Monitoring ecohydrological process and forest dynamics in a tropical peatland

Thesis event information

Date and time of the thesis defence

Topic of the dissertation

Monitoring ecohydrological process and forest dynamics in a tropical peatland

Doctoral candidate

Mphil Ismail Ismail

Faculty and unit

University of Oulu Graduate School, Faculty of Technology, Water, Energy and Environmental Engineering

Subject of study

Process and Environmental Engineering


Doctor Matt Aitkenhead, The James Hutton Institute


Professor Bjorn Klove, University of Oulu

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Monitoring ecohydrological process and forest dynamics in a tropical peatland

Environmental impacts from intensive draining and land use in tropical peatlands urge the need for ecosystem protection and peatland restoration. However, our understanding of tropical peatlands is too poor to support the implementation of such mitigation initiatives. We carried out environmental monitoring on Padang Island, Indonesia, which suffers from peatland degradation and forest disturbances that is representative of peatlands across Southeast Asia. The main environmental parameters of hydrology (water-table depth (WTD), rainfall), micrometeorology (radiation, air temperature, and relative humidity), and tree physiologies (sap-flux velocity, radial growth) of several native and one non-native species were recorded by ground sensors, while forest disturbances were monitored using remote sensing. We found out that the spatial and temporal variability in WTD was high, which was mainly controlled by rainfall and the presence of drainage. The response of vegetations to the temporal change in WTD varied based on response parameters and species groups, native versus non-native species. Vapor pressure deficit and photosynthetic active radiation had a profound effect toward temporal variation in sap-flux velocity, while the effect of wind speed was only found in some species. Non-linear relationships between sap-flux velocity and WTD were observed, regardless of the species groups. Sap-flux velocity was slightly higher during transitional WTD, -1.0 to -1.4 m below the ground. The radial growth of non-native species tended to drop with a deeper WTD, while growth of native species did not show a similar trend. We also observed a weak-to-moderate inverse linear relationship between daily radial growth and daily sap-flux velocity. Peatland draining and land use were strongly intertwined with forest disturbances. Up to one third of the island had been deforested for non-native monoculture plantation which was associated with intensive drainages, and another one third were cultivated for small-scale farming with less intensive drainage. The spatial and temporal variability of forest degradation was also high. Prior to 2011, forest disturbances were mainly driven by industrial logging, but then shifted to low-intensive logging and deforestation for plantation and farm thereafter.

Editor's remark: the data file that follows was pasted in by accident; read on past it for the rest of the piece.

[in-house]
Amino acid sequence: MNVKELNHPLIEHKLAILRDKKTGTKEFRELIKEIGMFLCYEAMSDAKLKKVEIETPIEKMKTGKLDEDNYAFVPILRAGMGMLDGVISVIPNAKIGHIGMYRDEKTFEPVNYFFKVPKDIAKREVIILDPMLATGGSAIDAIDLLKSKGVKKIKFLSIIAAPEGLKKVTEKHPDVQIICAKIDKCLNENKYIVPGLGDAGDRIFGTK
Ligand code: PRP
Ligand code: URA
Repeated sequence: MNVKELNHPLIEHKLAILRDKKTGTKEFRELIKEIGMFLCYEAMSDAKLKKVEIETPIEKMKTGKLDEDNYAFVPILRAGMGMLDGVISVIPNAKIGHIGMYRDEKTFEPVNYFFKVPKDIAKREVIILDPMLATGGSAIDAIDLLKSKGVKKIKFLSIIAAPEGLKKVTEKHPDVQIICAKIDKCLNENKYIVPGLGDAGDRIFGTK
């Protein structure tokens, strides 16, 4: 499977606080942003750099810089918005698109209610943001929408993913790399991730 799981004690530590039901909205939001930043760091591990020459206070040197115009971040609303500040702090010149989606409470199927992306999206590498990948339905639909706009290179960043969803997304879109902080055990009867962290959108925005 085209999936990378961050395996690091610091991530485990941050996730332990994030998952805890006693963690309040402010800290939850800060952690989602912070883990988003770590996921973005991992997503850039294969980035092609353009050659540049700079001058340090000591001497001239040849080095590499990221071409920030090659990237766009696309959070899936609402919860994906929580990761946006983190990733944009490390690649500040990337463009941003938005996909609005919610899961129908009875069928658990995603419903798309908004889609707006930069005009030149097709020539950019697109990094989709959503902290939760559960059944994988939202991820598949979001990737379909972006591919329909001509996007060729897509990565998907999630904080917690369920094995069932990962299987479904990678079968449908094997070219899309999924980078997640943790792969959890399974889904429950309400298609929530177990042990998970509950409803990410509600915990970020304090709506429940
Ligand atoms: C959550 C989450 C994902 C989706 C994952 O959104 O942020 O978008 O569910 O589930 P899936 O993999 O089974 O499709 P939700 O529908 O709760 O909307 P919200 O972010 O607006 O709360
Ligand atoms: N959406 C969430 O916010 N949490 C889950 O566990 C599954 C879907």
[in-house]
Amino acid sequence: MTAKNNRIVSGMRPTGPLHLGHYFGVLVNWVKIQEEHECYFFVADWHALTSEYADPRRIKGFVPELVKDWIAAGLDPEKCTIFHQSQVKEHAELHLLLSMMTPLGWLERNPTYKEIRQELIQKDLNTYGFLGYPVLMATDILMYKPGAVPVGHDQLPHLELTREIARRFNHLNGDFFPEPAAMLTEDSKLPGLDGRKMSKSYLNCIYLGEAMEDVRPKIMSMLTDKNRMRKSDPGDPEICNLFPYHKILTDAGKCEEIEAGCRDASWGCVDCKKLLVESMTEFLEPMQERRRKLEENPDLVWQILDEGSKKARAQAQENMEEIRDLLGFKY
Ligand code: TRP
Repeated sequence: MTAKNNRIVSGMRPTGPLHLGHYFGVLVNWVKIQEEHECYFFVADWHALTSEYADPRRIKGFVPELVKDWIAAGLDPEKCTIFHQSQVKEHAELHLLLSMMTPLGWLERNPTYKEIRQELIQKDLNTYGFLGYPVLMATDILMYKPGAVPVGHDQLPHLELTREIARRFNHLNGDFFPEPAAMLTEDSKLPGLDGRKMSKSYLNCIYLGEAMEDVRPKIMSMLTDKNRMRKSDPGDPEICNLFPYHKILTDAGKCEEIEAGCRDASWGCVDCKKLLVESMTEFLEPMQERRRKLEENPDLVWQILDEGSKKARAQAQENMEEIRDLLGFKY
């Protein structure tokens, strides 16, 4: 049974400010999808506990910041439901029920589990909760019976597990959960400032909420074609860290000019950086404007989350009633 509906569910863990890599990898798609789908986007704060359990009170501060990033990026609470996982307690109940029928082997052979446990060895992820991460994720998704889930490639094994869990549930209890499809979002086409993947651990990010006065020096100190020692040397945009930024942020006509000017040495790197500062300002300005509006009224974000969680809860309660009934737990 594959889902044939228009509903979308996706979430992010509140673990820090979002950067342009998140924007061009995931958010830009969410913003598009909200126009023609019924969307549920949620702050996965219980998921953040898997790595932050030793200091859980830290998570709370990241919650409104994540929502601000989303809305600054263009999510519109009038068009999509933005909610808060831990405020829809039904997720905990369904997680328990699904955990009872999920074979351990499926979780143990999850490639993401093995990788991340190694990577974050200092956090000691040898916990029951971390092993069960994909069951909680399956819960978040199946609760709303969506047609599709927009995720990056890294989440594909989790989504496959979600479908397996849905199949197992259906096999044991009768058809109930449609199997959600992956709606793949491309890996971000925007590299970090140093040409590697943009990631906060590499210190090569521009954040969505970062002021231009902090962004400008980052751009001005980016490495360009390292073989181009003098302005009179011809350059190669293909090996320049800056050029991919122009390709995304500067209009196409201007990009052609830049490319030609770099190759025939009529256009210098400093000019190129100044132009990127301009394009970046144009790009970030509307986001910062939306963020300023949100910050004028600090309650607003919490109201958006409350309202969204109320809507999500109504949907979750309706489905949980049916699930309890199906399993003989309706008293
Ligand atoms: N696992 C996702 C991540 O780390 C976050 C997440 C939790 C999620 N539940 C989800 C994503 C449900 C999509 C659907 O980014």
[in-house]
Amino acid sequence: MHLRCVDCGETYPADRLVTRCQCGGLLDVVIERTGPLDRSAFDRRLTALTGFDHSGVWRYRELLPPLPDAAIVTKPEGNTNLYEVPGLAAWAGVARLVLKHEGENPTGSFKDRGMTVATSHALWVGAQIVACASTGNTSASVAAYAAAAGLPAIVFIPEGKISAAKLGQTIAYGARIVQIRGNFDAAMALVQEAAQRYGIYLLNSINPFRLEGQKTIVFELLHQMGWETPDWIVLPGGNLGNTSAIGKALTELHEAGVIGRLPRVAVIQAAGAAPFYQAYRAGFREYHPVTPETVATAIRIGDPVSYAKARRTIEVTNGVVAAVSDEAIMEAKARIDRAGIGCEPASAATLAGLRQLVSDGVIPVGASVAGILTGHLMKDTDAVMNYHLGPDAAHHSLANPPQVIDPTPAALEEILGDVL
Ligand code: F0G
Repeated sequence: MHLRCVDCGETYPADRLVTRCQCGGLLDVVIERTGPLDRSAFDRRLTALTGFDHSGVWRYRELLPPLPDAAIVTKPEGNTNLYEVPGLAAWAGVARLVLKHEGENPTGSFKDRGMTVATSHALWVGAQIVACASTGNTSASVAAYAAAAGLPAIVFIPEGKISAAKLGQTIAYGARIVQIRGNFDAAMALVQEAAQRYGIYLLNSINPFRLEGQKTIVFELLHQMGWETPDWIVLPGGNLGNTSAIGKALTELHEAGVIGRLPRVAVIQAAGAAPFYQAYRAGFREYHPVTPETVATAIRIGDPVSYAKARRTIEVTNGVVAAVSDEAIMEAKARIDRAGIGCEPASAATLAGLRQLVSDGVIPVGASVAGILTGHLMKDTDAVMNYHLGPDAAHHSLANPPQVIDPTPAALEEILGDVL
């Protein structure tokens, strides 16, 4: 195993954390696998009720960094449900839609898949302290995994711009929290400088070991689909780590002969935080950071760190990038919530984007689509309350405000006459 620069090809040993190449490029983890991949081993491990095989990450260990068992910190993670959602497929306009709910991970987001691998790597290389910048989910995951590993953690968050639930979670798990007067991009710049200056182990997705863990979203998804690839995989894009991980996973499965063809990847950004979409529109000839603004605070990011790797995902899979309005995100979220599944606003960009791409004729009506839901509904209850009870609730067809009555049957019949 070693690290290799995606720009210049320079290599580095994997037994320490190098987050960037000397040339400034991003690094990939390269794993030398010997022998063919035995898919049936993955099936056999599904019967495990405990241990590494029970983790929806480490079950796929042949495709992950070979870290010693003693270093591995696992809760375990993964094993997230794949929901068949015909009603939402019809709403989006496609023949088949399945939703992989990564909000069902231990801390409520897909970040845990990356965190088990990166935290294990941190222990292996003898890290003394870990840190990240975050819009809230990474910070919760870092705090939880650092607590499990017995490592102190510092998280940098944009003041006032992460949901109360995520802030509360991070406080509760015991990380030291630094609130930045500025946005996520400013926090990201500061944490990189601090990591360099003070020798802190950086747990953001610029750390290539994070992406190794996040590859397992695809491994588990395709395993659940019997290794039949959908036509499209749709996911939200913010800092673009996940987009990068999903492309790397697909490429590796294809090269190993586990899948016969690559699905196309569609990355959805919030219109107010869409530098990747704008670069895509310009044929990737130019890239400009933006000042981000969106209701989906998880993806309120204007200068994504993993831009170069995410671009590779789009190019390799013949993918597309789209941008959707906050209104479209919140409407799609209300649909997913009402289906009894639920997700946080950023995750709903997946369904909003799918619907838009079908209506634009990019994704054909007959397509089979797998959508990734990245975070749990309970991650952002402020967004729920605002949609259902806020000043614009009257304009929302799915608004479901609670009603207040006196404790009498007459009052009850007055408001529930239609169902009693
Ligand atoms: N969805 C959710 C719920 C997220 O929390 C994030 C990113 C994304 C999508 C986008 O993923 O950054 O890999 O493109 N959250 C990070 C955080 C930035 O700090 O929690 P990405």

Last updated: 23.1.2024